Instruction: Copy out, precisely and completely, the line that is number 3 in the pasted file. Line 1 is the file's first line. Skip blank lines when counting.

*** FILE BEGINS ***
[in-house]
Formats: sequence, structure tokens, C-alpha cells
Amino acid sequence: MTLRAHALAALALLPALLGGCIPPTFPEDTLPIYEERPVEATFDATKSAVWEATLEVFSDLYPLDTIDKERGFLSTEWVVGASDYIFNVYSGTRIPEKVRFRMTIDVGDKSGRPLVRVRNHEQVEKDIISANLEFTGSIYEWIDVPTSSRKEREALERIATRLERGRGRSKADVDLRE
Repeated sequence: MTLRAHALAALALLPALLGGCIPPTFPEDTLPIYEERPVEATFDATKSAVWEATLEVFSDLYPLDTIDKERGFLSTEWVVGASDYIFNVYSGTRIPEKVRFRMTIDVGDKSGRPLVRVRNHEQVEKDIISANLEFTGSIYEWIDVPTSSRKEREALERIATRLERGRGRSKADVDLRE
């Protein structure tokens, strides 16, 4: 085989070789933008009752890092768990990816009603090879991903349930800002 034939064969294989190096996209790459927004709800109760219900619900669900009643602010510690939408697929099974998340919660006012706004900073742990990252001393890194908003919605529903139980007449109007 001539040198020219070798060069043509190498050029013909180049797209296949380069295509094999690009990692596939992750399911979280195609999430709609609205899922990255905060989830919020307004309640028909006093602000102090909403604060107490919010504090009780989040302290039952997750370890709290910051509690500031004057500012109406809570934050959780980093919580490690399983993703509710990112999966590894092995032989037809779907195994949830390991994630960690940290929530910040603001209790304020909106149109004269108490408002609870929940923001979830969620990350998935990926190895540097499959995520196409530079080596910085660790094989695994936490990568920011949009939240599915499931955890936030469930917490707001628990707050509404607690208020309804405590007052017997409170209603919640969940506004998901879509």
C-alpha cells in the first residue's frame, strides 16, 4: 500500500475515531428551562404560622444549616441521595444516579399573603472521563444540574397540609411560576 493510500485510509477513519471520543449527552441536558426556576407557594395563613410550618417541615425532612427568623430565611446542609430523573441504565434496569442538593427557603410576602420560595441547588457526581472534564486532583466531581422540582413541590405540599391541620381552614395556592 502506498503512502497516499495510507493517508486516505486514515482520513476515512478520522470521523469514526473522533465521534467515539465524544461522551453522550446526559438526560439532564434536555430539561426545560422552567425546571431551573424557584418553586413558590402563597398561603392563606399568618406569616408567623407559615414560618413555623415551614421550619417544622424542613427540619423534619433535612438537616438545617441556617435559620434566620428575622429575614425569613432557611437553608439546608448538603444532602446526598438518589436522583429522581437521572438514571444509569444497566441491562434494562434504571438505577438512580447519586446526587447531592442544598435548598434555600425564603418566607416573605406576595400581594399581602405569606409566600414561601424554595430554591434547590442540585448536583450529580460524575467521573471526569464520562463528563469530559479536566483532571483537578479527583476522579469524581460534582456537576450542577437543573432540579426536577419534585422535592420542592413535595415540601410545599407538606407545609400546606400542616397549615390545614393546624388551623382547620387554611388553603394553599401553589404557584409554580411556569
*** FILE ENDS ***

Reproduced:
Amino acid sequence: MTLRAHALAALALLPALLGGCIPPTFPEDTLPIYEERPVEATFDATKSAVWEATLEVFSDLYPLDTIDKERGFLSTEWVVGASDYIFNVYSGTRIPEKVRFRMTIDVGDKSGRPLVRVRNHEQVEKDIISANLEFTGSIYEWIDVPTSSRKEREALERIATRLERGRGRSKADVDLRE